To heal the political divide, Pinoys should deliberate, not debate — sociologist

enablePagination: false
maxItemsPerPage: 10
maxPaginationLinks: 10

Metro Manila (CNN Philippines, May 17) — The 2022 election has put the Filipinos’ varying political stands under the spotlight, and the difference of opinion has created friendship and family rifts. To heal the political divide, Pinoys should deliberate and not debate, a sociologist said.

Speaking to CNN Philippines' The Final Word on Monday, sociologist Nicole Curato said Filipinos need to learn how to deliberate with each other. Instead of debating, which is the "art of argumentation," deliberation should be practiced as it is "the art of learning how to listen to the other side" and "the art of learning that it's okay to change our minds."

Curato, an associate professor at the Center for Deliberative Democracy and Global Governance at the University of Canberra, also said that the “cancel culture” resulted in rifts.

“There are many ways that we can do to heal, but I think there are two schools of thought that I've observed with people's behavior. One school of thought is the cancel culture, where they feel that they have to block and unfriend friends and family members who voted for different candidate because they think that is an indication of that person's values, and therefore, if you don't share the same values, you have no business being friends or having close relationships with them,” she explained.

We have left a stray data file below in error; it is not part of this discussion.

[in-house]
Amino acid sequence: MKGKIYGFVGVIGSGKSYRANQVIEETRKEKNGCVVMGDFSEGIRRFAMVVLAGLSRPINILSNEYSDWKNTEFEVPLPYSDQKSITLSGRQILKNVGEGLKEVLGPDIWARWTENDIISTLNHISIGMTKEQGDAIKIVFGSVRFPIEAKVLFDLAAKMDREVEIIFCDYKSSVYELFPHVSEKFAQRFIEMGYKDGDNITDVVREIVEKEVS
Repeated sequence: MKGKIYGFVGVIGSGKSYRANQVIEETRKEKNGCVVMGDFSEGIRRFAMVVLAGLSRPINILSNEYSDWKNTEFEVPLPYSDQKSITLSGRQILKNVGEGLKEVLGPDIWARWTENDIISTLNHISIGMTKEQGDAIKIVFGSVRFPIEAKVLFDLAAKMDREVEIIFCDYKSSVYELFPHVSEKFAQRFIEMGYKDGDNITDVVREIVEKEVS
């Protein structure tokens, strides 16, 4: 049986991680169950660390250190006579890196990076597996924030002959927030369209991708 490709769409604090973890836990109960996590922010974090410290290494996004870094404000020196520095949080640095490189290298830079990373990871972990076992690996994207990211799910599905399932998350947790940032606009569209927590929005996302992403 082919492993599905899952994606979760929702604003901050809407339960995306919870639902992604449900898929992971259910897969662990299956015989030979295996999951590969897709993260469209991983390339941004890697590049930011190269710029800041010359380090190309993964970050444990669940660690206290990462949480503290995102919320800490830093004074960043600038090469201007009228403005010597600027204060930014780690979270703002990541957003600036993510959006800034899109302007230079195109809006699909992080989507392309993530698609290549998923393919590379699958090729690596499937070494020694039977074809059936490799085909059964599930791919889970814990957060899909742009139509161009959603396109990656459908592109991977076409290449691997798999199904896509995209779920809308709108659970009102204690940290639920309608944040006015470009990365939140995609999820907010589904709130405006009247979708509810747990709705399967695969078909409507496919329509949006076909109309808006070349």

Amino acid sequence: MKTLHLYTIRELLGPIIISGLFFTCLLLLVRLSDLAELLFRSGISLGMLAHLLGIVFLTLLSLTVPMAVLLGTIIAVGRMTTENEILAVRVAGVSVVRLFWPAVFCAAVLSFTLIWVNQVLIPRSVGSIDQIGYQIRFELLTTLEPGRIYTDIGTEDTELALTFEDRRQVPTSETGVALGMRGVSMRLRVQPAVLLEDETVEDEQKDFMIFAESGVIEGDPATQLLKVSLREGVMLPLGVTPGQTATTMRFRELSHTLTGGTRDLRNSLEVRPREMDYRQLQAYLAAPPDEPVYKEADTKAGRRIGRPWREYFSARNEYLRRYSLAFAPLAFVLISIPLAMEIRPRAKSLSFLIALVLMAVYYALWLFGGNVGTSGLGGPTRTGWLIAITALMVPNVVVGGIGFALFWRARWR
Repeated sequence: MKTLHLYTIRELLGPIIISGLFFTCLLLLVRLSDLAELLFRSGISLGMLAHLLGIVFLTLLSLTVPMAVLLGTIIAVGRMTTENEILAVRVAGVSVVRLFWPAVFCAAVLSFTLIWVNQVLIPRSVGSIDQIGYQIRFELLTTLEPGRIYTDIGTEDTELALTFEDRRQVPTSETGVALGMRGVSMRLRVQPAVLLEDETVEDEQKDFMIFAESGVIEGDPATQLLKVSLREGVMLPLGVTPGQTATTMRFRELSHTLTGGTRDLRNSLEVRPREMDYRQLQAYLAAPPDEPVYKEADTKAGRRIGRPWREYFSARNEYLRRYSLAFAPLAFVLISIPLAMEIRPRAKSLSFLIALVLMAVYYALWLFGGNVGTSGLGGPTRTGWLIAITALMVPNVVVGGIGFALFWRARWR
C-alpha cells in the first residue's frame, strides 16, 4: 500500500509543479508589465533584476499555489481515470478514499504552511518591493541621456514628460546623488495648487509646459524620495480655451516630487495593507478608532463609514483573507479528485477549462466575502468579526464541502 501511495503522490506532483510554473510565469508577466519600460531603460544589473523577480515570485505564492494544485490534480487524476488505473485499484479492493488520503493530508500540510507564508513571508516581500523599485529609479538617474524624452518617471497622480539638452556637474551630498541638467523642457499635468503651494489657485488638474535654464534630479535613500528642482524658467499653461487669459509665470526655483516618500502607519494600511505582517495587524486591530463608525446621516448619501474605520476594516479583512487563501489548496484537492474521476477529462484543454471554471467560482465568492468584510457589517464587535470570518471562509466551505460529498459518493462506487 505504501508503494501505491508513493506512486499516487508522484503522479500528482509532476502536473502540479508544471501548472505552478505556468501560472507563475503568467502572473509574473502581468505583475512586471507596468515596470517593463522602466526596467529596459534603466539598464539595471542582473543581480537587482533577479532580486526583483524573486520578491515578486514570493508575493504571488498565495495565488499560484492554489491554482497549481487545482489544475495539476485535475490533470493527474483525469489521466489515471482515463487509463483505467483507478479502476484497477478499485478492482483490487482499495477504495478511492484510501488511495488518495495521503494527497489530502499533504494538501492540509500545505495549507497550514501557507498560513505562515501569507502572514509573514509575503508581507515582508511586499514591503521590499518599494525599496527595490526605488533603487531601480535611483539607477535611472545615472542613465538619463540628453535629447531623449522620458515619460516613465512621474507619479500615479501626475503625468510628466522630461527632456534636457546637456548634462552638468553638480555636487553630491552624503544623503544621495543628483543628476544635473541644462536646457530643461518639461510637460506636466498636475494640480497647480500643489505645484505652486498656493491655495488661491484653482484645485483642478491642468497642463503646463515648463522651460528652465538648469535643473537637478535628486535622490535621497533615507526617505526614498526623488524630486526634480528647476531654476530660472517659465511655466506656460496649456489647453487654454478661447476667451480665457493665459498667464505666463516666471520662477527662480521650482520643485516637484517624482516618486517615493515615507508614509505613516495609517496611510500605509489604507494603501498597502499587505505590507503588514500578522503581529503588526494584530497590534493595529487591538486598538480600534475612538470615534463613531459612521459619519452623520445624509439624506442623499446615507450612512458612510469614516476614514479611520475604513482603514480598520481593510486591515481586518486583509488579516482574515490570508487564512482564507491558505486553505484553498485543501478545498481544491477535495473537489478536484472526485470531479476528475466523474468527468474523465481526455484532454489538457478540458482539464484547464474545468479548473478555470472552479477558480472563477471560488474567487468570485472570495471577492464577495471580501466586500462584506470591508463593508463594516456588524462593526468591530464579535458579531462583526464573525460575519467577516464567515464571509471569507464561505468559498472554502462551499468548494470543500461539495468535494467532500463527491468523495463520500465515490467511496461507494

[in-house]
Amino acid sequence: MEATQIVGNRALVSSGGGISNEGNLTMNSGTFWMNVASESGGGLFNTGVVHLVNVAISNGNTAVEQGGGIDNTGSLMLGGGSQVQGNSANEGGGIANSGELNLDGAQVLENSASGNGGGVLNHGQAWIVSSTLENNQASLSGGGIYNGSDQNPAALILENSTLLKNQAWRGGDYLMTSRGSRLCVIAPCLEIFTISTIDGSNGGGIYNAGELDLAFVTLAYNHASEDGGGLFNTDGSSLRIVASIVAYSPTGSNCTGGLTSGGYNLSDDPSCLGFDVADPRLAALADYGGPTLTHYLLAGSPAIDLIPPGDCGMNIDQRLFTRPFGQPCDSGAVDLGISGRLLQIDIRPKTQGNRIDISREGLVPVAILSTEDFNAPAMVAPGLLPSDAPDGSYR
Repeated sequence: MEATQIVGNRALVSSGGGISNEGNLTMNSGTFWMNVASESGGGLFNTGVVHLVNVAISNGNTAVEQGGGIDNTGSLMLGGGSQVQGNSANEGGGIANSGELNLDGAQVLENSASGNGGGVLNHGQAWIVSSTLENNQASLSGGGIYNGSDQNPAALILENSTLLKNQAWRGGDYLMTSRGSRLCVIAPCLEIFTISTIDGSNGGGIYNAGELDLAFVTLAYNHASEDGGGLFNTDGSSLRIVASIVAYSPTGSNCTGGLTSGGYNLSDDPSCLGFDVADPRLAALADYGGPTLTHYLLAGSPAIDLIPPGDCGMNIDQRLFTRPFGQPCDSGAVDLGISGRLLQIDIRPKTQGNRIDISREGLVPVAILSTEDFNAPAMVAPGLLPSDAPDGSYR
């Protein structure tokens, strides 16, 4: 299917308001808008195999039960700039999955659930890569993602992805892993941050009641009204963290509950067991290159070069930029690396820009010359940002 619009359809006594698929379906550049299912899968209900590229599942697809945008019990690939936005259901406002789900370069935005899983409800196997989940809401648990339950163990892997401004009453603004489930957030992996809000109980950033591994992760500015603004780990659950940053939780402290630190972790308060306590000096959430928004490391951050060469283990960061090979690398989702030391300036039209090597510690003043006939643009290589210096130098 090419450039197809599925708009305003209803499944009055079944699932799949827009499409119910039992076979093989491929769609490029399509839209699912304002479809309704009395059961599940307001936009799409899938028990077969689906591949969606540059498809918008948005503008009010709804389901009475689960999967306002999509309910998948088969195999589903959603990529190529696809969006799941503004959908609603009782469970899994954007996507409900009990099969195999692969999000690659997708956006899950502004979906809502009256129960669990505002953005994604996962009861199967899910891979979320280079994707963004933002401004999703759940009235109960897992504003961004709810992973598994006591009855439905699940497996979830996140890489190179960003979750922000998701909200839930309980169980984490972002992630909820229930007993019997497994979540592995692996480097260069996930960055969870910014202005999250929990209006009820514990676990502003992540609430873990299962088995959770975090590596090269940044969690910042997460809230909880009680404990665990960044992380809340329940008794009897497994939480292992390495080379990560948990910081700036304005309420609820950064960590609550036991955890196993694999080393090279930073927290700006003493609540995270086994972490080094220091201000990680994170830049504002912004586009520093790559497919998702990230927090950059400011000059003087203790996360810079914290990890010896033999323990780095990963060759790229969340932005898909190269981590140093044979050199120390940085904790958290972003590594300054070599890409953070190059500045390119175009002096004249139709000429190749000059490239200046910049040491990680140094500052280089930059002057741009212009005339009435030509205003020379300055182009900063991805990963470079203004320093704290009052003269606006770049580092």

According to Curato, the disagreements on social media are a "collective problem" that doesn't have an individual solution and is a result of a dysfunctional political system.

"I think we have damaged relationships not simply because of moral failings or character flaw, but also because we have a dysfunctional political system now," she explained.

She noted that in mending relationships affected by politics, it is important to maintain "spaces" where people can maintain "politics-free" relationships. In order for the nation to heal as one, Filipinos need to realize that "we are not against each other" and there are business interests that stand to profit from the divisions.

She pointed out that citizens live in a political system where “troll armies” sow conflicts and these are led by strategists who earn from the arguments and divisions.

"Once we realize that we shouldn't turn ourselves from each other, we have to point to the right people when we need to hold people accountable instead of being preoccupied in fighting our friends and family members," she added.